A feature-length documentary starring Fran Lebowitz, a writer known for her unique take on modern life. The film weaves together extemporaneous monologues with archival footage and the ... See full summary »
William F. Buckley,
Documentary that chronicles how Francis Ford Coppola's Apocalypse Now (1979) was plagued by extraordinary script, shooting, budget, and casting problems--nearly destroying the life and career of the celebrated director.
The 50 Year Argument, the new documentary codirected by Martin Scorsese and David Tedeschi, opens with a tender and hard-hitting monologue about the subjectivity of journalistic stories due to the impossibility of the human mind being able to objectively record and store memories from our lives. Because of this mental improbability, we rely on stories we tell ourselves or stories we read in newspapers or online to receive our information, and we use that as the makeup for our opinions and our ideas about the world. This monologue was taken from an article written by Oliver Sacks from "The New York Review of Books" in 2013 and it sets the right tone for the documentary, which serves as a ninety-minute history of the publication.
"The New York Review of Books" has been a cornerstone for literary criticism and opinion on social and political ideas since 1963. We learn how, from the get-go, the magazine was never interested in denoting a bias or acting as a politically involved piece of literature in a sea where numerous other publications fulfill that same need. Instead, the magazine decided to be a haven for well-written, intelligently-researched and organized publication catering to those who love literature, classic and contemporary, and those who enjoy reading well-articulated, eloquent editorials on social and political ideas. The magazine, we see, is almost like a coffeeshop on the pages of a book, minus the aroma of coffee and the environmental perks of a social resting place; it's a collection of editorials by readers for readers and its essays have gone on to be highly-regarded pieces of criticism.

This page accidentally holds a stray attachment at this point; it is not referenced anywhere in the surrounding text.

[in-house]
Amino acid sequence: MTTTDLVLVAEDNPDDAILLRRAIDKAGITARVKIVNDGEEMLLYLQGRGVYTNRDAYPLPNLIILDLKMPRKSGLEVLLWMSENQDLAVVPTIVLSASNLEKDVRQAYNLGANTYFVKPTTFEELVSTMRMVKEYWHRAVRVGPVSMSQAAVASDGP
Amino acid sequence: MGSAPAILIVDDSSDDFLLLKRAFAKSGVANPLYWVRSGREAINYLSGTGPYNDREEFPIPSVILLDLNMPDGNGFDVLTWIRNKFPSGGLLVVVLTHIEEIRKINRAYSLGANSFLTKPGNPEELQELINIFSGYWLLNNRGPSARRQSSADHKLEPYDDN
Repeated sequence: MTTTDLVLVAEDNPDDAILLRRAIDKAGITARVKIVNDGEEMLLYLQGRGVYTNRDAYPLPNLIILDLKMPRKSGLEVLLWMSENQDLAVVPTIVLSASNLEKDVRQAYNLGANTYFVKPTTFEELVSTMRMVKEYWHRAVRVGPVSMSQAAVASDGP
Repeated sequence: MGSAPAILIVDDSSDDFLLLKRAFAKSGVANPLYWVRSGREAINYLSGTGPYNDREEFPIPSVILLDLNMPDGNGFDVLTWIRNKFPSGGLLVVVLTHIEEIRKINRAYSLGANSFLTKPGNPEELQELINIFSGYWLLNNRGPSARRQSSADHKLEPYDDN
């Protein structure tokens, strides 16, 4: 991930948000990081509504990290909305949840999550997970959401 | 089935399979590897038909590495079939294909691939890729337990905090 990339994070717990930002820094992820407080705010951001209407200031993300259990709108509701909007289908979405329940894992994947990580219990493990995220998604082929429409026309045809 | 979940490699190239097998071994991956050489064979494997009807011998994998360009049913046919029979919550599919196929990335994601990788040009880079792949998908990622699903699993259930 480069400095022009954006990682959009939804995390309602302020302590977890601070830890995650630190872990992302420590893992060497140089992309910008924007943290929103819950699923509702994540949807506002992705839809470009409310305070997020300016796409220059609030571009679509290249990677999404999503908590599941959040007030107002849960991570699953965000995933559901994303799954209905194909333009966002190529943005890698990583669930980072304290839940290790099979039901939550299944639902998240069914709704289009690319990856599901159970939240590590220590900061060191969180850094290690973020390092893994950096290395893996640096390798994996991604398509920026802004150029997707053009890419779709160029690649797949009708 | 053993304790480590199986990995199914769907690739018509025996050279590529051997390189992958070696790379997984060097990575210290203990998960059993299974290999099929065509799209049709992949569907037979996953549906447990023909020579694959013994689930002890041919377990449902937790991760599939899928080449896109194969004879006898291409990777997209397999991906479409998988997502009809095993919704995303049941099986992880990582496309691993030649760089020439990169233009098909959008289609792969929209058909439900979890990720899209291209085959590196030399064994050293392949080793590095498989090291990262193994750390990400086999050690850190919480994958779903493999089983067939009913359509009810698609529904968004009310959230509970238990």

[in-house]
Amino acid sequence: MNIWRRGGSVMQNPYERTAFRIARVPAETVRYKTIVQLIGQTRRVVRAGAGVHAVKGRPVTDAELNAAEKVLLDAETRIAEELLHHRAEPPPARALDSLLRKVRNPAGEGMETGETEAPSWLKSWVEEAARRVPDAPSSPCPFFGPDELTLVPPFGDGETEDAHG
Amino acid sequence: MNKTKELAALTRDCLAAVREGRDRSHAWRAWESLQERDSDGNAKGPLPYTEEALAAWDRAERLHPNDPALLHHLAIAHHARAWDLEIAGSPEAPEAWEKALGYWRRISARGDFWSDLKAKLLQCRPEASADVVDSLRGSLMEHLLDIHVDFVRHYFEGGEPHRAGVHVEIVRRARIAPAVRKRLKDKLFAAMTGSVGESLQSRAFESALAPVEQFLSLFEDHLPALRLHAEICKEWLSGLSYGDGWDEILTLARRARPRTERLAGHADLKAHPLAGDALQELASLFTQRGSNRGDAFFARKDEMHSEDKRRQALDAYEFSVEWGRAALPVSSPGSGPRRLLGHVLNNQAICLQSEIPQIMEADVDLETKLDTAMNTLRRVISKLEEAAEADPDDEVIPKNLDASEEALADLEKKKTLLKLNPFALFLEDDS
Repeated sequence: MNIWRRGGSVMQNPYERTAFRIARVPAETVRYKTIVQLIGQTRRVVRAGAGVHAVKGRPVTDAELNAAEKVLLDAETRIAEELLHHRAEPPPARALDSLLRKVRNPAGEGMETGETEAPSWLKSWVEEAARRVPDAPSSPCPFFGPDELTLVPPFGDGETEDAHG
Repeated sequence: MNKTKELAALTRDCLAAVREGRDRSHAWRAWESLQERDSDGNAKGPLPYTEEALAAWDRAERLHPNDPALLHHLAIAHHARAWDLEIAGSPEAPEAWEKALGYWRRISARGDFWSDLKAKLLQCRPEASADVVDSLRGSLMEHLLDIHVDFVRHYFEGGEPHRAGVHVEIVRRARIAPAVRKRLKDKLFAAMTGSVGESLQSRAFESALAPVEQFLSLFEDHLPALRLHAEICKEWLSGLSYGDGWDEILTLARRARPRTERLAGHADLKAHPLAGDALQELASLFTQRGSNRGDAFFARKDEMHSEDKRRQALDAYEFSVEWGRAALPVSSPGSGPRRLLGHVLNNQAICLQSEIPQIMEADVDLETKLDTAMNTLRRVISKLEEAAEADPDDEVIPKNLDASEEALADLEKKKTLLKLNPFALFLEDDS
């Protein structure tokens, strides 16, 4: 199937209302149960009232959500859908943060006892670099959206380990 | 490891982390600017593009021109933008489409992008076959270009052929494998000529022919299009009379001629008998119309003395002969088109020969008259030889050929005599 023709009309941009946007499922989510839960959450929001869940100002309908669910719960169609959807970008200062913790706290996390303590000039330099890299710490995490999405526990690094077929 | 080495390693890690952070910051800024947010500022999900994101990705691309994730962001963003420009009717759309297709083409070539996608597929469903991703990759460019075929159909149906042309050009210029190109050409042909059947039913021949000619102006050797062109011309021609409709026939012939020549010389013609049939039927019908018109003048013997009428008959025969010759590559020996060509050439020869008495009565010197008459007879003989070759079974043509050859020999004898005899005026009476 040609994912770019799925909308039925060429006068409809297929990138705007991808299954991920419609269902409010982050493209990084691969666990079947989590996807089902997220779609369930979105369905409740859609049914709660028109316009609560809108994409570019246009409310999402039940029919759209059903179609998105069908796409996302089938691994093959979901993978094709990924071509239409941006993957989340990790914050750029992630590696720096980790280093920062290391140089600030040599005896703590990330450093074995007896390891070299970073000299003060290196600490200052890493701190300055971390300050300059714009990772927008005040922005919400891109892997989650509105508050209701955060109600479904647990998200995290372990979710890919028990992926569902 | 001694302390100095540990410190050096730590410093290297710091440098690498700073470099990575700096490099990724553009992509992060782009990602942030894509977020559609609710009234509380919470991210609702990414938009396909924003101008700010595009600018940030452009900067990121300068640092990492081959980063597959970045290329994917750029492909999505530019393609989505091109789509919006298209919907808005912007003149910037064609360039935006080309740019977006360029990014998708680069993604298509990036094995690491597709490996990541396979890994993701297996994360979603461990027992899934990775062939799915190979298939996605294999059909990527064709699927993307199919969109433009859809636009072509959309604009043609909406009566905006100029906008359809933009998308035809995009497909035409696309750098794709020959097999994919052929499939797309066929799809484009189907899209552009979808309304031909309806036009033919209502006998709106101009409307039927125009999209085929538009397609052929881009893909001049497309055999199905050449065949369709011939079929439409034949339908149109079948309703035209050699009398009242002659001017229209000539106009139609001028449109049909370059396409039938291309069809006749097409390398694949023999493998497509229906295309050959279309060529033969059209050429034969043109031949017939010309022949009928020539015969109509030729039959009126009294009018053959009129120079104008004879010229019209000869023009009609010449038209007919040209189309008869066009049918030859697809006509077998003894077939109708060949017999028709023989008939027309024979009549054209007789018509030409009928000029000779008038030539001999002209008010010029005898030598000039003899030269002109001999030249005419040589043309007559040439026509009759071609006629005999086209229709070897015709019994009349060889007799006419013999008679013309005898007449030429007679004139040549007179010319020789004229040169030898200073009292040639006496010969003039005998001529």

The 50 Year Argument shows the magazine's emergence during the bitter writers strike and Civil Rights Movement of the 1960's to become a beloved source for thought-provoking ideas to flourish. For starters, at only ninety-one minutes, there's an evident amount of rushing present to try and hit all the main points of the magazine's history, making the film feel like a greatest hits compilation of sorts. This means that no singular news story can be developed in its entirety, which allows for more topics to be mentioned and analyzed, but not enough to truly make one seriously contemplate any specific issues.
In addition, The 50 Year Argument occasionally becomes redundant, as it is basically a montage of talking heads discussing the magazine's significance, rather than developing on specific issues or how exactly the magazine is put together. Scorsese and Tedeschi desperately try to make sure every writer and editor is included in the film that it isn't until the film is over that you realize you really can't identify anyone else in the film except for Robert Lane, the magazine's chief editor.
The 50 Year Argument will no doubt be embraced and thoroughly enjoyed by loyal readers of "The New York Review of Books," and the magazine really deserves a film to analyze and state its significance and its role in many different news stories since the early 1960's. Yet, despite the generous runtime and the admirable attempt of inclusion, I can't help but feel this was an exercise much too lengthy for its own good.
NOTE: The 50 Year Argument will air throughout the month of October 2014 on HBO.
Directed by: Martin Scorsese and David Tedeschi.
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